This month, President Trump visited the Central Command and told them, and the military in general, “You are going to get a lot more equipment.” This came as no surprise to those who recalled the President’s call during the campaign for lots more ships, planes, soldiers and marines.

It was also a month in which senior officers began telling the House Armed Services Committee that they needed much more than the roughly $600 billion in the 2017 Defense Budget. The Vice Chief of Naval Operations claimed that more than half of Navy aircraft were grounded, awaiting maintenance or spare parts. The Army’s Vice Chief of Staff claimed that only 3 of the Army’s 50 brigades had the troops, training and equipment that they needed. More laments came from the Marines and from the Air Force.

Remember the “Sequester” (The Budget Control Act of 2011) that required a commitment to slow the growth of federal debt with the subsequent cuts coming equally from the discretionary domestic and defense sides of the budget? There have been efforts to get around it, but the law is still on the books and will impact the FY 2018 federal budget, unless modified. That scares many, especially the military.

Of course, the Trump Administration believes that the nation needs to spend more on areas like infrastructure and defense, and that it can be done, even as taxes are reduced, and the growth of national debt constrained.  Watch for a proposed supplement to the FY 2017 budget coming soon.

Some good news.  Let’s remind ourselves that things could be worst. For example:

  • The President has said he will go along with his Secretary of Defense in resisting the use of “enhanced interrogation” (torture) even though he claims to believe in it himself.
  • A draft Executive Order that would have directed the CIA to open “black” prison sites around the world has not been issued.
  • The next 90 F-35 planes will be lower by more than $500 million than the last order, bringing in the cost per plane at less than $100 million each. President Trump claimed that his “jaw boning” was the reason. Others noted that the Pentagon had been negotiating with Lockheed Martin for a long time, and last fall required cost cuts in keeping with provisions of the contract.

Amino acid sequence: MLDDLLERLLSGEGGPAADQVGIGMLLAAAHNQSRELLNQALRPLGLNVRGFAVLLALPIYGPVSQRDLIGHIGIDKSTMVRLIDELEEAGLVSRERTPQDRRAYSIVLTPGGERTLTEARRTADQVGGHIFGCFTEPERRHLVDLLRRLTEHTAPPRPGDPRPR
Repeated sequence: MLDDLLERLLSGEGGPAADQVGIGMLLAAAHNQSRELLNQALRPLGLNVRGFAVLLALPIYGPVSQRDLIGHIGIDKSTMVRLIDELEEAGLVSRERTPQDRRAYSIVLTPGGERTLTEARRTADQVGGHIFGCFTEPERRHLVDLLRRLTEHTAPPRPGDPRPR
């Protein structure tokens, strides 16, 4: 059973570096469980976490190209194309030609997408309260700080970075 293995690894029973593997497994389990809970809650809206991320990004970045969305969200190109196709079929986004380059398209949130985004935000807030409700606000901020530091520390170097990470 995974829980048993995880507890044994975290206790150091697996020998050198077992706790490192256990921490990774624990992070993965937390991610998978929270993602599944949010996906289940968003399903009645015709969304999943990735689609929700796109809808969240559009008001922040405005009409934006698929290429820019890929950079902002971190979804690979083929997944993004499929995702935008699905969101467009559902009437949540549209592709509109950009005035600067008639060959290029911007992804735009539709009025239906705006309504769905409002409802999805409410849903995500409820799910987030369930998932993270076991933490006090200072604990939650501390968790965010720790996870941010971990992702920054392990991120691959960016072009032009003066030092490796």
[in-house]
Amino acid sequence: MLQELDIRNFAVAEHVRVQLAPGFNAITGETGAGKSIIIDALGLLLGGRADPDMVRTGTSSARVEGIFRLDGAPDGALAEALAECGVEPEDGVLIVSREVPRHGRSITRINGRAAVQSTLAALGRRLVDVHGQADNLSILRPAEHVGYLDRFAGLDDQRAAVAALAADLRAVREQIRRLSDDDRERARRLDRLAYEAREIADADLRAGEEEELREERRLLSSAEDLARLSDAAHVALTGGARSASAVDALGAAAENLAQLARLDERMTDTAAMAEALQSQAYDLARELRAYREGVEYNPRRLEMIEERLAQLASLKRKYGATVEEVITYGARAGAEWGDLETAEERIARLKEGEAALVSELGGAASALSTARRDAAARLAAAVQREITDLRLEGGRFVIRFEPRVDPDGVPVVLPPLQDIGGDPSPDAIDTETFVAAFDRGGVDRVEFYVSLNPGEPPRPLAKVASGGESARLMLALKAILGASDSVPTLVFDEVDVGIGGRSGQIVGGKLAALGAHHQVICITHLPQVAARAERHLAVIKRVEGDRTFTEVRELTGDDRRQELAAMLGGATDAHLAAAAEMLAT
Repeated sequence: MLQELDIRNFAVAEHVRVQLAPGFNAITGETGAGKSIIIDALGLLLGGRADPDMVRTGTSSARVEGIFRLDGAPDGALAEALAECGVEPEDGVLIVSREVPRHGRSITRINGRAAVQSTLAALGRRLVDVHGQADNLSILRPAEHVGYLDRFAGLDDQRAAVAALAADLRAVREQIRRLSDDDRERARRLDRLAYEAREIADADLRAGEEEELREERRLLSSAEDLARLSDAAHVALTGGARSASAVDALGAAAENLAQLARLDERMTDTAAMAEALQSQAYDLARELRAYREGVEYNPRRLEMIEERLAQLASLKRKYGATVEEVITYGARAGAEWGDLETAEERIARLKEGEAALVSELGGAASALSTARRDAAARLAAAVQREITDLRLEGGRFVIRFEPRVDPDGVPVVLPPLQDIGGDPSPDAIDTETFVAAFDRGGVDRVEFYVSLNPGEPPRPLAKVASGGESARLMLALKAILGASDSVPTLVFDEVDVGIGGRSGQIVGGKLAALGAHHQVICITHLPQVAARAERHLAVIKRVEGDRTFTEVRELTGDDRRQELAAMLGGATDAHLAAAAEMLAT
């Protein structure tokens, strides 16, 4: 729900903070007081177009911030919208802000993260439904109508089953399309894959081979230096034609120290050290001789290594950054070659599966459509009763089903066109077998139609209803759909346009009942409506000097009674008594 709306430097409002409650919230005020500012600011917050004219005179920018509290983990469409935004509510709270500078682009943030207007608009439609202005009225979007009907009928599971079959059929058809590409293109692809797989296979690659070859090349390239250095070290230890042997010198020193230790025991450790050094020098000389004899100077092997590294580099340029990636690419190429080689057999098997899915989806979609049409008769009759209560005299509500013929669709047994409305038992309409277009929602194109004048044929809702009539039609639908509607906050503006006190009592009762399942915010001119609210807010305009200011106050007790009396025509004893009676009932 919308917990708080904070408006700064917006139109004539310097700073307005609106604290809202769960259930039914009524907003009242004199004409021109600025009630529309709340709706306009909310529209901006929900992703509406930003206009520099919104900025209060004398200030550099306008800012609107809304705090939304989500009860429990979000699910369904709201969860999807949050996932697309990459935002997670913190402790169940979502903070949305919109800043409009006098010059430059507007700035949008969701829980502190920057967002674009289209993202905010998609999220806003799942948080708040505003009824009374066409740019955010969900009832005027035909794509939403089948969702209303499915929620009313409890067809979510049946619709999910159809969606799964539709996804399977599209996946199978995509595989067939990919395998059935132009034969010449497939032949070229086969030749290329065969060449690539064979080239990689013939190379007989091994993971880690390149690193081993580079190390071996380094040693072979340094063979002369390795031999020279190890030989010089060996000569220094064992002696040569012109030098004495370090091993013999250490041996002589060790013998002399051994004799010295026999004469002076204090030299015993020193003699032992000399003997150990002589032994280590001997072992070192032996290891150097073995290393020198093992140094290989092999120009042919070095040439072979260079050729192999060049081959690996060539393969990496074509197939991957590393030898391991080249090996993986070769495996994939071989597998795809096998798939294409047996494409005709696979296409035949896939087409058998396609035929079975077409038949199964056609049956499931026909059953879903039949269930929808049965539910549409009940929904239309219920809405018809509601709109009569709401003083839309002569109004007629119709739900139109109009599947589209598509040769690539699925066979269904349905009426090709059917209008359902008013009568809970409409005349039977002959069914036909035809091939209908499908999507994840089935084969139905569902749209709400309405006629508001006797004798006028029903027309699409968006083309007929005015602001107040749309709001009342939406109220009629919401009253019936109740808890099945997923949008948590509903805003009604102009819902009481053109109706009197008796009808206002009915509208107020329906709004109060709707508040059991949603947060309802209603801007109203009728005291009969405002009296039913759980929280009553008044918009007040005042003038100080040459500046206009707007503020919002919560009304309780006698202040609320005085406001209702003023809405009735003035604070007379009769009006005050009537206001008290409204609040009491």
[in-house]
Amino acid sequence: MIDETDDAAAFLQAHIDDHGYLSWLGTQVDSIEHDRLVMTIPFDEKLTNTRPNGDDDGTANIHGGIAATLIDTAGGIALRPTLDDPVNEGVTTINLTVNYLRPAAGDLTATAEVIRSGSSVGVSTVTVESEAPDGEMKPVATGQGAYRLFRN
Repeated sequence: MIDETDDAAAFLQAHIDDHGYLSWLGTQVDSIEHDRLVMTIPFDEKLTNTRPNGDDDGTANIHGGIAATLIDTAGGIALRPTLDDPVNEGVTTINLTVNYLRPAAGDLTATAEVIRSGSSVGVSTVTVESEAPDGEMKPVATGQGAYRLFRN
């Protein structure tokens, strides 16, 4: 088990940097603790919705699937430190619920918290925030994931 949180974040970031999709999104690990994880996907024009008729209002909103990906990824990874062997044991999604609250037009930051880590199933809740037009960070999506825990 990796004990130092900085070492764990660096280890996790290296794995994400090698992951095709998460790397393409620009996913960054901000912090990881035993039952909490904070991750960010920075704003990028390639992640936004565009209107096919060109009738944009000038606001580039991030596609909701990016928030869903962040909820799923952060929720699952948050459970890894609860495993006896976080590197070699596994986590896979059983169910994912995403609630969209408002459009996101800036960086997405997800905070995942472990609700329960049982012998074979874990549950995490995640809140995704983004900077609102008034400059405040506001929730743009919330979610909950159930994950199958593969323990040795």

Serious Concerns.  But let’s not kid ourselves, there are some very scary situations around the world that demand our attention.

  • A “red line” in North Korea. In January, President elect Trump tweeted   “It won’t happen.” This was in response to a Kim Jong Un statement that North Korea was getting ready to test an ICBM capable of reaching the US pacific shore. A US attempt to keep it from happening could trigger the use of North Korea’s 1000 ballistic missiles capable of reaching all over South Korea and Japan, as well as attack by its 1,000,000 person army, one of the world’s largest. Given his belligerence and, the failure of President Obama to honor the “red line” on chemicals in Syria, will the President be able resist attacking North Korea and its insecure and unpredictable leader?
  • There are plenty more. Are we going to get really tough with China? Rex Tillerson, the new Secretary of State, was reported to have said during his hearings, that the US would tell China that it must stop building on islands that it claims in the South China sea and that access to those islands would not be allowed. Russia is said to be very upset with the four “rotating battalions” approved by NATO for placement in Poland and three Baltic States – Lithuania, Latvia and Estonia. And there are so many ways in which the Middle East could get even more bloody.
  • The Doomsday Clock. Since 1947, the Bulletin of Atomic Scientists has maintained a symbolic clock that is supposed to measure the degree of existential threat to the planet. The closer the clock to midnight, the greater threat. Recently, the clock was moved to two and one half minutes before midnight, the closest it has been since 1953 after the US and Russia tested hydrogen bombs.

A number of factors are said to have influenced the decision.

  • Tension between Russia and the US, which contain 90 percent of the world’s nuclear weapons, and their ongoing efforts to modernize these weapons.
  • Russia’s interference in the recent US election.
  • President Trump’s statements about engaging in a nuclear arms race, and concerns about his failure to rely on expert advice.
  • Nationalism’s increase in the US and other countries
  • Ongoing nuclear experimentation by North Korea, and tension between Pakistan and India.
  • President Trump’s view, and that of some of his department heads and advisors, on the hoax of Global Change.


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